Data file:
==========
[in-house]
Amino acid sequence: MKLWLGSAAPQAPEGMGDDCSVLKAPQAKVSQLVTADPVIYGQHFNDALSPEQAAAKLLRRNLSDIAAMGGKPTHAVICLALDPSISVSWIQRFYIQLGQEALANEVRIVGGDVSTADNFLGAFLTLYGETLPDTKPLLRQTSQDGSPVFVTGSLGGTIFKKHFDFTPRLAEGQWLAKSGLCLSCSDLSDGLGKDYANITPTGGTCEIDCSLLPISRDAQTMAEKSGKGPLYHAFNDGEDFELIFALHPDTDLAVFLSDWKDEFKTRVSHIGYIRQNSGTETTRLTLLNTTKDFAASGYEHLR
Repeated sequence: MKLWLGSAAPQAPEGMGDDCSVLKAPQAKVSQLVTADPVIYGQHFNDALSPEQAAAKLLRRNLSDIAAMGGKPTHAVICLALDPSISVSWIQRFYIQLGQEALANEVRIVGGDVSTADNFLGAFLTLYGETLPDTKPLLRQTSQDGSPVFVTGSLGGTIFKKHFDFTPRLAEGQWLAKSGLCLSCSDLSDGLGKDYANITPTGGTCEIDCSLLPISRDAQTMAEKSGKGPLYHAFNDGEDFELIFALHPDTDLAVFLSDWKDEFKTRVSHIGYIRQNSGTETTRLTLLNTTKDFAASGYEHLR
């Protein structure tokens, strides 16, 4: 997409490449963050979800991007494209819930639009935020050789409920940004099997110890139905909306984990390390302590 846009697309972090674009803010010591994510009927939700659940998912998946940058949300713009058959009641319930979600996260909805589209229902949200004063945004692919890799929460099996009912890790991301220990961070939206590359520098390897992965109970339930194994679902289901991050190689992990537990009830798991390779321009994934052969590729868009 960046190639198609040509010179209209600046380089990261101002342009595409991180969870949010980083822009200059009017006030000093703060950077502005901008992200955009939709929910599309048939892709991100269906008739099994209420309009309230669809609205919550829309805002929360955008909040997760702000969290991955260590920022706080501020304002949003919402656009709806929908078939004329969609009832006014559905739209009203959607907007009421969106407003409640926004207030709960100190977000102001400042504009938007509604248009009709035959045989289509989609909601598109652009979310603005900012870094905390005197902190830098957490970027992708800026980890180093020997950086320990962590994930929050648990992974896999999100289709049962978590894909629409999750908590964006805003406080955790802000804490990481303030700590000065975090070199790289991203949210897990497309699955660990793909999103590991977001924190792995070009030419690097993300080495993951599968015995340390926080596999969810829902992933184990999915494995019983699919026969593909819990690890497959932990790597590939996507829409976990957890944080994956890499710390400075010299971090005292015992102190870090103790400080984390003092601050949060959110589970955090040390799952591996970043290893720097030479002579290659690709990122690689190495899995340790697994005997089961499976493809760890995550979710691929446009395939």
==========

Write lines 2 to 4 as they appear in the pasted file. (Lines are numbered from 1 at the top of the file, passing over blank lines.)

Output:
Amino acid sequence: MKLWLGSAAPQAPEGMGDDCSVLKAPQAKVSQLVTADPVIYGQHFNDALSPEQAAAKLLRRNLSDIAAMGGKPTHAVICLALDPSISVSWIQRFYIQLGQEALANEVRIVGGDVSTADNFLGAFLTLYGETLPDTKPLLRQTSQDGSPVFVTGSLGGTIFKKHFDFTPRLAEGQWLAKSGLCLSCSDLSDGLGKDYANITPTGGTCEIDCSLLPISRDAQTMAEKSGKGPLYHAFNDGEDFELIFALHPDTDLAVFLSDWKDEFKTRVSHIGYIRQNSGTETTRLTLLNTTKDFAASGYEHLR
Repeated sequence: MKLWLGSAAPQAPEGMGDDCSVLKAPQAKVSQLVTADPVIYGQHFNDALSPEQAAAKLLRRNLSDIAAMGGKPTHAVICLALDPSISVSWIQRFYIQLGQEALANEVRIVGGDVSTADNFLGAFLTLYGETLPDTKPLLRQTSQDGSPVFVTGSLGGTIFKKHFDFTPRLAEGQWLAKSGLCLSCSDLSDGLGKDYANITPTGGTCEIDCSLLPISRDAQTMAEKSGKGPLYHAFNDGEDFELIFALHPDTDLAVFLSDWKDEFKTRVSHIGYIRQNSGTETTRLTLLNTTKDFAASGYEHLR
């Protein structure tokens, strides 16, 4: 997409490449963050979800991007494209819930639009935020050789409920940004099997110890139905909306984990390390302590 846009697309972090674009803010010591994510009927939700659940998912998946940058949300713009058959009641319930979600996260909805589209229902949200004063945004692919890799929460099996009912890790991301220990961070939206590359520098390897992965109970339930194994679902289901991050190689992990537990009830798991390779321009994934052969590729868009 960046190639198609040509010179209209600046380089990261101002342009595409991180969870949010980083822009200059009017006030000093703060950077502005901008992200955009939709929910599309048939892709991100269906008739099994209420309009309230669809609205919550829309805002929360955008909040997760702000969290991955260590920022706080501020304002949003919402656009709806929908078939004329969609009832006014559905739209009203959607907007009421969106407003409640926004207030709960100190977000102001400042504009938007509604248009009709035959045989289509989609909601598109652009979310603005900012870094905390005197902190830098957490970027992708800026980890180093020997950086320990962590994930929050648990992974896999999100289709049962978590894909629409999750908590964006805003406080955790802000804490990481303030700590000065975090070199790289991203949210897990497309699955660990793909999103590991977001924190792995070009030419690097993300080495993951599968015995340390926080596999969810829902992933184990999915494995019983699919026969593909819990690890497959932990790597590939996507829409976990957890944080994956890499710390400075010299971090005292015992102190870090103790400080984390003092601050949060959110589970955090040390799952591996970043290893720097030479002579290659690709990122690689190495899995340790697994005997089961499976493809760890995550979710691929446009395939």